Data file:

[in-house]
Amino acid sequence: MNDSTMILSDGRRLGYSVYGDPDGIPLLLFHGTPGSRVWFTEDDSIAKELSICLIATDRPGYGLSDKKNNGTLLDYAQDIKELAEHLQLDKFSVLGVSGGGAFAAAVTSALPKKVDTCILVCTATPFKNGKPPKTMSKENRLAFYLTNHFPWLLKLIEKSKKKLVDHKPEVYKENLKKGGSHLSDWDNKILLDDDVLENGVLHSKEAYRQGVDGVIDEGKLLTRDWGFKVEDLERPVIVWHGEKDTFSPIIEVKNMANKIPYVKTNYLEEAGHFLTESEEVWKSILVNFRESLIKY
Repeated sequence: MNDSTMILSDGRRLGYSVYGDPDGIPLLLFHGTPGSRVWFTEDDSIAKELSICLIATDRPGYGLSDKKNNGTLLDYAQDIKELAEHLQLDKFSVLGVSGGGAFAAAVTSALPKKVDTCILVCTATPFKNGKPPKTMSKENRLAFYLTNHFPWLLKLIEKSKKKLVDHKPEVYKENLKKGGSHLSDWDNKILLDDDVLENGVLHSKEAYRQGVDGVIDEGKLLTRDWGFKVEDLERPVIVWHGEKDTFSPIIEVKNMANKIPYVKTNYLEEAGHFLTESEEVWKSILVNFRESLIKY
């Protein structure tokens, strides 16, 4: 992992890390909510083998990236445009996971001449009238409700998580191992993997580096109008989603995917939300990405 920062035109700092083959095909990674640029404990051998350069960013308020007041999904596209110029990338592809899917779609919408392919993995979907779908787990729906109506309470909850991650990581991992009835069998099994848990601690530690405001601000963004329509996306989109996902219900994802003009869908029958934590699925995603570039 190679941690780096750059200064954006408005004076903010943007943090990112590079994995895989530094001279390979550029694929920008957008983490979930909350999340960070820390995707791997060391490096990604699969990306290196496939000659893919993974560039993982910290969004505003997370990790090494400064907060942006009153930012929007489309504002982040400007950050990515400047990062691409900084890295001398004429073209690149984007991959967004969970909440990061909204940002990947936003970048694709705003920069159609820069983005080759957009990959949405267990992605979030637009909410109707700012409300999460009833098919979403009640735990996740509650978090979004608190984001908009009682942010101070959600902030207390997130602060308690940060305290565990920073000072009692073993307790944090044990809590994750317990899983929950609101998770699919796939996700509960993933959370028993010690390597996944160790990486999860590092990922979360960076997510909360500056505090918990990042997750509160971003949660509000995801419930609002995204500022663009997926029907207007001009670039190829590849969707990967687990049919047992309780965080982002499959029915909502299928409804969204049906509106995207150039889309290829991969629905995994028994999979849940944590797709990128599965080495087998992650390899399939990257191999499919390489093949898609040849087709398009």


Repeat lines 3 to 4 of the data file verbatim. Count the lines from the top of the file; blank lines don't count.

Repeated sequence: MNDSTMILSDGRRLGYSVYGDPDGIPLLLFHGTPGSRVWFTEDDSIAKELSICLIATDRPGYGLSDKKNNGTLLDYAQDIKELAEHLQLDKFSVLGVSGGGAFAAAVTSALPKKVDTCILVCTATPFKNGKPPKTMSKENRLAFYLTNHFPWLLKLIEKSKKKLVDHKPEVYKENLKKGGSHLSDWDNKILLDDDVLENGVLHSKEAYRQGVDGVIDEGKLLTRDWGFKVEDLERPVIVWHGEKDTFSPIIEVKNMANKIPYVKTNYLEEAGHFLTESEEVWKSILVNFRESLIKY
């Protein structure tokens, strides 16, 4: 992992890390909510083998990236445009996971001449009238409700998580191992993997580096109008989603995917939300990405 920062035109700092083959095909990674640029404990051998350069960013308020007041999904596209110029990338592809899917779609919408392919993995979907779908787990729906109506309470909850991650990581991992009835069998099994848990601690530690405001601000963004329509996306989109996902219900994802003009869908029958934590699925995603570039 190679941690780096750059200064954006408005004076903010943007943090990112590079994995895989530094001279390979550029694929920008957008983490979930909350999340960070820390995707791997060391490096990604699969990306290196496939000659893919993974560039993982910290969004505003997370990790090494400064907060942006009153930012929007489309504002982040400007950050990515400047990062691409900084890295001398004429073209690149984007991959967004969970909440990061909204940002990947936003970048694709705003920069159609820069983005080759957009990959949405267990992605979030637009909410109707700012409300999460009833098919979403009640735990996740509650978090979004608190984001908009009682942010101070959600902030207390997130602060308690940060305290565990920073000072009692073993307790944090044990809590994750317990899983929950609101998770699919796939996700509960993933959370028993010690390597996944160790990486999860590092990922979360960076997510909360500056505090918990990042997750509160971003949660509000995801419930609002995204500022663009997926029907207007001009670039190829590849969707990967687990049919047992309780965080982002499959029915909502299928409804969204049906509106995207150039889309290829991969629905995994028994999979849940944590797709990128599965080495087998992650390899399939990257191999499919390489093949898609040849087709398009």